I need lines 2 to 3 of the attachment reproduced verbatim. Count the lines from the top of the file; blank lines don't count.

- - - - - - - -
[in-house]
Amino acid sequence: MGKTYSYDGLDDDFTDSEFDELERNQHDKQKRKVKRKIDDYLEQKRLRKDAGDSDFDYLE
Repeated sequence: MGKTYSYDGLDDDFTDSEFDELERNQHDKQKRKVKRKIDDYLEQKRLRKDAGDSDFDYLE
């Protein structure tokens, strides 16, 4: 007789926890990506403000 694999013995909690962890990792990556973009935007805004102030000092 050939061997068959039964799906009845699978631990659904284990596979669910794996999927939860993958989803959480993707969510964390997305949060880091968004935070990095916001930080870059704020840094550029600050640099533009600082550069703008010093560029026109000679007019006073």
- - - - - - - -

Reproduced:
Amino acid sequence: MGKTYSYDGLDDDFTDSEFDELERNQHDKQKRKVKRKIDDYLEQKRLRKDAGDSDFDYLE
Repeated sequence: MGKTYSYDGLDDDFTDSEFDELERNQHDKQKRKVKRKIDDYLEQKRLRKDAGDSDFDYLE